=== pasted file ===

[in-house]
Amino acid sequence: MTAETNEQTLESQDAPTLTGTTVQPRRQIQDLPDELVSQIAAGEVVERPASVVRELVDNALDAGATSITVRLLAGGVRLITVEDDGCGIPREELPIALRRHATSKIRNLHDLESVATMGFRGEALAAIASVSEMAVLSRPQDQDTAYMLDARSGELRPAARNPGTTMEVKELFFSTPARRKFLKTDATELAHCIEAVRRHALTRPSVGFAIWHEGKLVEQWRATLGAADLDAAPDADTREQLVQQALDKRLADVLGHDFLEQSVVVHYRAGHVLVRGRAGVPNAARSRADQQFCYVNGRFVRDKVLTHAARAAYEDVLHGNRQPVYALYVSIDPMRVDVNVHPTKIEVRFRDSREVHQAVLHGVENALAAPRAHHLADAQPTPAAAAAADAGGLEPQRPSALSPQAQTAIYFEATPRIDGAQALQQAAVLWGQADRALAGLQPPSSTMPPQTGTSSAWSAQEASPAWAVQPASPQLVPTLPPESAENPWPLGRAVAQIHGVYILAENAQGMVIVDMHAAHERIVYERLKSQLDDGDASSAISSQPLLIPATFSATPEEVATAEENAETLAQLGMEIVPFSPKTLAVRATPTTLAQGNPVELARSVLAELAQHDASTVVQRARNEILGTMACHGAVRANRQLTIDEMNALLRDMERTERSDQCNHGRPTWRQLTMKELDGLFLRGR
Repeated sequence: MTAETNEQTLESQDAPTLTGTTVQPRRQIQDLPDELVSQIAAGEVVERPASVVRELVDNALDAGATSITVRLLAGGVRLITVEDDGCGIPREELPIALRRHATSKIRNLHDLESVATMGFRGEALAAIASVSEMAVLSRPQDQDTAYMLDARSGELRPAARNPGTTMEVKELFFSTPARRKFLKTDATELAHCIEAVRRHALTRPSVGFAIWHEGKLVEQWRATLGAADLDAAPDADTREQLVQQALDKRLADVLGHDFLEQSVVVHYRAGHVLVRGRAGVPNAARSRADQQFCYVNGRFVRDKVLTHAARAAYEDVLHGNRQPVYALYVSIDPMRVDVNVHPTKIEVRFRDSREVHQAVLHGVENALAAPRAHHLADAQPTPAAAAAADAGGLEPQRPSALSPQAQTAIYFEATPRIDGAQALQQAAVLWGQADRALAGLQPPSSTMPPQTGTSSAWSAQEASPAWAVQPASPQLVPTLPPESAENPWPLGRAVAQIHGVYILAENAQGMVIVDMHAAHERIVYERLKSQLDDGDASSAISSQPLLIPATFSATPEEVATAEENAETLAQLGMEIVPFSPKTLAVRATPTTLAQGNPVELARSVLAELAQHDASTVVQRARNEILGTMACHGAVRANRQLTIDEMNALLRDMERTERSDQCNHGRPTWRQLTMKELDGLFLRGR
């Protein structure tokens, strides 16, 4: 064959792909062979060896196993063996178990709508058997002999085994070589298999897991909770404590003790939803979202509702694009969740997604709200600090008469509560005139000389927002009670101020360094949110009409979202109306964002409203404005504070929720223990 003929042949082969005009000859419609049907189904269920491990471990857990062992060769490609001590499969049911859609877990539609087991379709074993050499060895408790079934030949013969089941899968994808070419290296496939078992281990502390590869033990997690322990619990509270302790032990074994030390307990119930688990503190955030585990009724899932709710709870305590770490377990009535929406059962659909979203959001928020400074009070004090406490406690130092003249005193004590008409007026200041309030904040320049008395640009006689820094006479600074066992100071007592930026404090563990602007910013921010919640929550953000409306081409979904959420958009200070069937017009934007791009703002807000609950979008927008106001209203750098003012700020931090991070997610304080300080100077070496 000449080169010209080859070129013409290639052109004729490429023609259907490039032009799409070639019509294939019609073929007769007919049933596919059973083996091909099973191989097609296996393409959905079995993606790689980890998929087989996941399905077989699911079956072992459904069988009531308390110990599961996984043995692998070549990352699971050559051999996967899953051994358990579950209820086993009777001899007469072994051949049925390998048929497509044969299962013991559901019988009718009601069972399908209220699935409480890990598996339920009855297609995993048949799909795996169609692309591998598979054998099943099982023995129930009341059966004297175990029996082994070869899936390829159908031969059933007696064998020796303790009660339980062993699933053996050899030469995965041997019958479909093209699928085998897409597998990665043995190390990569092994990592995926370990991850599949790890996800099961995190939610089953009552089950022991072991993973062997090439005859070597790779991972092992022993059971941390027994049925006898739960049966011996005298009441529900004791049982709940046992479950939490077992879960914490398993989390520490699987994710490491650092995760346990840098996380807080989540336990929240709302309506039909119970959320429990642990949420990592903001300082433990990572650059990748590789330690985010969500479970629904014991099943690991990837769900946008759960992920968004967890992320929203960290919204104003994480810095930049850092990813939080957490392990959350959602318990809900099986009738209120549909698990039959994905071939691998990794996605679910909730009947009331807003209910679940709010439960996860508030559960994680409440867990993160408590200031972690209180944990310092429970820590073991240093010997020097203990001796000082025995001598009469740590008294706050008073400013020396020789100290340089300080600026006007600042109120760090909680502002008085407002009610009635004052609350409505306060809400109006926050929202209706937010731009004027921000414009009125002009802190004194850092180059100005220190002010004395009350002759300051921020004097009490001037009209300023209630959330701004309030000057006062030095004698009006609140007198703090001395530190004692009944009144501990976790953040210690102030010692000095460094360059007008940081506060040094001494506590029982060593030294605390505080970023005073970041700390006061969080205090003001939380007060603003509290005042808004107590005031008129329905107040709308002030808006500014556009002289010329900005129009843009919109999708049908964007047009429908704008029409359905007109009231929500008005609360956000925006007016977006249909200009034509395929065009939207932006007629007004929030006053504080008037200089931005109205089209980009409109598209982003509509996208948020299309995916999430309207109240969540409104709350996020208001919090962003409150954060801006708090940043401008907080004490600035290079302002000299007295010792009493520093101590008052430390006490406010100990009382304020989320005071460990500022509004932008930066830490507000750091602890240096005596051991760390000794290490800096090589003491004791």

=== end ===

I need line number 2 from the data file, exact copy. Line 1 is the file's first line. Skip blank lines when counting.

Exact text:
Amino acid sequence: MTAETNEQTLESQDAPTLTGTTVQPRRQIQDLPDELVSQIAAGEVVERPASVVRELVDNALDAGATSITVRLLAGGVRLITVEDDGCGIPREELPIALRRHATSKIRNLHDLESVATMGFRGEALAAIASVSEMAVLSRPQDQDTAYMLDARSGELRPAARNPGTTMEVKELFFSTPARRKFLKTDATELAHCIEAVRRHALTRPSVGFAIWHEGKLVEQWRATLGAADLDAAPDADTREQLVQQALDKRLADVLGHDFLEQSVVVHYRAGHVLVRGRAGVPNAARSRADQQFCYVNGRFVRDKVLTHAARAAYEDVLHGNRQPVYALYVSIDPMRVDVNVHPTKIEVRFRDSREVHQAVLHGVENALAAPRAHHLADAQPTPAAAAAADAGGLEPQRPSALSPQAQTAIYFEATPRIDGAQALQQAAVLWGQADRALAGLQPPSSTMPPQTGTSSAWSAQEASPAWAVQPASPQLVPTLPPESAENPWPLGRAVAQIHGVYILAENAQGMVIVDMHAAHERIVYERLKSQLDDGDASSAISSQPLLIPATFSATPEEVATAEENAETLAQLGMEIVPFSPKTLAVRATPTTLAQGNPVELARSVLAELAQHDASTVVQRARNEILGTMACHGAVRANRQLTIDEMNALLRDMERTERSDQCNHGRPTWRQLTMKELDGLFLRGR